In addition to providing water to more than 40 million people in two countries and seven states, the Colorado River also supplies water to 29 federally recognized Native American tribes. The river and its tributaries supply these tribes with water for domestic, commercial, and agricultural use; power generation; and cultural and religious activities. Combined, the tribes hold rights to roughly 20% (or 2.9 million acre-feet) of the water in the Colorado River Basin.
On the Hopi Reservation in northeastern Arizona, Indigenous farmers have used a myriad of techniques to preserve soil moisture in the high desert and make the most of every single drop of water. Their agriculture, like that of most Native American farmers, also preserves biodiversity. “Without biodiversity, we have no true sustainability,” said Michael Kotutwa Johnson of the Indigenous Resilience Center at the University of Arizona, who is also a Hopi farmer.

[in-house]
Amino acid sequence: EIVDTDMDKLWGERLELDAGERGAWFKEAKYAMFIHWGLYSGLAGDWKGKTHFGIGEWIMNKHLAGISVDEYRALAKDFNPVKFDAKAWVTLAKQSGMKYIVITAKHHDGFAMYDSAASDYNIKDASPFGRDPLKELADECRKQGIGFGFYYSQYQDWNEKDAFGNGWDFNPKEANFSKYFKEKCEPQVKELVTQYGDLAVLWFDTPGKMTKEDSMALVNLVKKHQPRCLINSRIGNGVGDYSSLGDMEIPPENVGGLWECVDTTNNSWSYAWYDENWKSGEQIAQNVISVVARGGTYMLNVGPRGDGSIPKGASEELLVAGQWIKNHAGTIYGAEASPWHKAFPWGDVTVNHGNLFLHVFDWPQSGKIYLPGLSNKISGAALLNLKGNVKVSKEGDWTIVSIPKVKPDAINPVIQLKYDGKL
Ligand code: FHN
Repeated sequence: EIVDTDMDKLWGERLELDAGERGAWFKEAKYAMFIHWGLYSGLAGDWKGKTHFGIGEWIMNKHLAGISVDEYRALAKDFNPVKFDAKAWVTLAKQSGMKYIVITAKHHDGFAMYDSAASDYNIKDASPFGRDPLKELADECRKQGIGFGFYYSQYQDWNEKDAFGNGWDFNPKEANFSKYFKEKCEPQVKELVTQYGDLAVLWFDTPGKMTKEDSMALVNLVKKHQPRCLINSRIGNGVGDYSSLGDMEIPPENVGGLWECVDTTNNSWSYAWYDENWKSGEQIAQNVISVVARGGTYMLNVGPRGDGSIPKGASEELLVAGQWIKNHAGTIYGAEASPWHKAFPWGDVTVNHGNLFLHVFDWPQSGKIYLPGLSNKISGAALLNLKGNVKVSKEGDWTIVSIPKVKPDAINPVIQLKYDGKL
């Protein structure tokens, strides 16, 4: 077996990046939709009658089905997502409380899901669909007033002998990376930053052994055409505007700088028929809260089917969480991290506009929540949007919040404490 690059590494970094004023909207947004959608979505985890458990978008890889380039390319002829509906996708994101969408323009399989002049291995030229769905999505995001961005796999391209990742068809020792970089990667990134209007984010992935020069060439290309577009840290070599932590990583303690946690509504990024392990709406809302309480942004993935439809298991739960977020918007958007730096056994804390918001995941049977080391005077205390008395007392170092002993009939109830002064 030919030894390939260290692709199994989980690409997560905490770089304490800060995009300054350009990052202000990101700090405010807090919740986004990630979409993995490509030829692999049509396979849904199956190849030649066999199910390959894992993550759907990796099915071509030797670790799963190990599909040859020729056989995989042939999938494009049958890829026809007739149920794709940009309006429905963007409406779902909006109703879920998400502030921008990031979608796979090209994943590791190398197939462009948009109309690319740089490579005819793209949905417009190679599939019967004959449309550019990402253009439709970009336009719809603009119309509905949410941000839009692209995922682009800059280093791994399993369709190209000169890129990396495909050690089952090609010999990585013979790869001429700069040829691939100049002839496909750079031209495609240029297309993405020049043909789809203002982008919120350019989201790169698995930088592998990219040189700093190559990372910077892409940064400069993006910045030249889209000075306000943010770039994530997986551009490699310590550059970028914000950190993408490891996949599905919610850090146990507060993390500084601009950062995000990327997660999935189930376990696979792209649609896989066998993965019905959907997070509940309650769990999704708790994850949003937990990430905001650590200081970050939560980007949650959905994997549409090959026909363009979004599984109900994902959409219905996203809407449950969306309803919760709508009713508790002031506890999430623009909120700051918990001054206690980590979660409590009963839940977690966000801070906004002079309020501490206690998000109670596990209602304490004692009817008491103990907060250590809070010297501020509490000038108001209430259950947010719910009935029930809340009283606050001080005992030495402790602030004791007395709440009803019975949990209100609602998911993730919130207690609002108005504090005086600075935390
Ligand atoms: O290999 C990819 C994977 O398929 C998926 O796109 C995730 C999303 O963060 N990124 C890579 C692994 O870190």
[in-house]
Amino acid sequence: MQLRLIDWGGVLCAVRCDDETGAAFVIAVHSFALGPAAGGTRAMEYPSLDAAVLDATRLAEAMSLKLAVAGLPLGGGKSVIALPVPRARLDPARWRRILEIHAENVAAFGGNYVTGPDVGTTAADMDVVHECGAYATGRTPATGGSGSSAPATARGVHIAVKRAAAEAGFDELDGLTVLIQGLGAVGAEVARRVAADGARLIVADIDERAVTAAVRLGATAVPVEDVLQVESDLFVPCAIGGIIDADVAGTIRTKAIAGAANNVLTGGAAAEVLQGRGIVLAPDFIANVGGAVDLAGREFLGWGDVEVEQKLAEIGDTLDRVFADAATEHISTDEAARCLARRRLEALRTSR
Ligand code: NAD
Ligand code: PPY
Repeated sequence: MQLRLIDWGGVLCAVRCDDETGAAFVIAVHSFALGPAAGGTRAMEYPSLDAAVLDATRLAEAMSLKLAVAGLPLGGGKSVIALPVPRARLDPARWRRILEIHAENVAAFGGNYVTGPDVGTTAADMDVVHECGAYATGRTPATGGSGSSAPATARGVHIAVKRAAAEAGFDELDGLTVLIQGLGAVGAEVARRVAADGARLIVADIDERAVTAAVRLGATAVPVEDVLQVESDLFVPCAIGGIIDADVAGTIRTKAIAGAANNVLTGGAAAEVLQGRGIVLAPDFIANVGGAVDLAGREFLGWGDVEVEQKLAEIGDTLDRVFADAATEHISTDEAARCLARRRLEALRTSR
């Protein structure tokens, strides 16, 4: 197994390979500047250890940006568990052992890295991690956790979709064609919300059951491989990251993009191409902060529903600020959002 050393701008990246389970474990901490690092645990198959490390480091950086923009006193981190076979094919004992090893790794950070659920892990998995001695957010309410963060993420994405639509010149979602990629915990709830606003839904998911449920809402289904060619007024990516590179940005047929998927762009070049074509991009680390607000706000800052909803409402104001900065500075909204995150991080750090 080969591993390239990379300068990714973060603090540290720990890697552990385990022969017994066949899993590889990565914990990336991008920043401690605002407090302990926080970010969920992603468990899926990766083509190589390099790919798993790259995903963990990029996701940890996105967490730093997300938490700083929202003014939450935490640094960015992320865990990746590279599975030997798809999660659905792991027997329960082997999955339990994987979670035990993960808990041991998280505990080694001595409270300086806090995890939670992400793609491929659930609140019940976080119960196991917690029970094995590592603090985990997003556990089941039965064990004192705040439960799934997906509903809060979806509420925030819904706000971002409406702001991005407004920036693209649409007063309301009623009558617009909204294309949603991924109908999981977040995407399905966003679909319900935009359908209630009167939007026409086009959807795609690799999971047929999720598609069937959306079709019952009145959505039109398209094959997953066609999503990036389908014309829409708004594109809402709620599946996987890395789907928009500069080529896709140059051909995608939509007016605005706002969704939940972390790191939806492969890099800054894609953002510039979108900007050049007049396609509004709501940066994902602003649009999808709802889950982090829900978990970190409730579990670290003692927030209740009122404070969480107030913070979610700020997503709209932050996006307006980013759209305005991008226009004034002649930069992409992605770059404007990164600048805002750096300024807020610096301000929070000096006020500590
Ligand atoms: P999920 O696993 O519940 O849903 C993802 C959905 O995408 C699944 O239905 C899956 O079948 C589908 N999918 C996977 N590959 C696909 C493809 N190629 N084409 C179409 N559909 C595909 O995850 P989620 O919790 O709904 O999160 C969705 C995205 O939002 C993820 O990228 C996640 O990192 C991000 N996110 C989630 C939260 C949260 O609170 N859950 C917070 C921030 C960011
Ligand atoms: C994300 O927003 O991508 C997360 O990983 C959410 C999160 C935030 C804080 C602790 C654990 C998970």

Given that they have some of the oldest water rights in the basin, the tribes have the legal authority to play a significant role in balancing the water demand and supply in the region. Their extensive experience in living sustainably and stewarding the environment will be vital to efforts to ensure the future health of the Colorado River Basin in the face of climate change.
In addition, Native American communities have always talked to each other and are well practiced at trying to reach a consensus about major decisions, Johnson said. Building a resilient future for the Colorado River will require a similar approach and will involve all the different parties coming to the table and working to have a better understanding of each other’s needs. “I understand we have completely different value systems, but we all need water,” Johnson said. “And we need to do this not just for ourselves but for future generations.”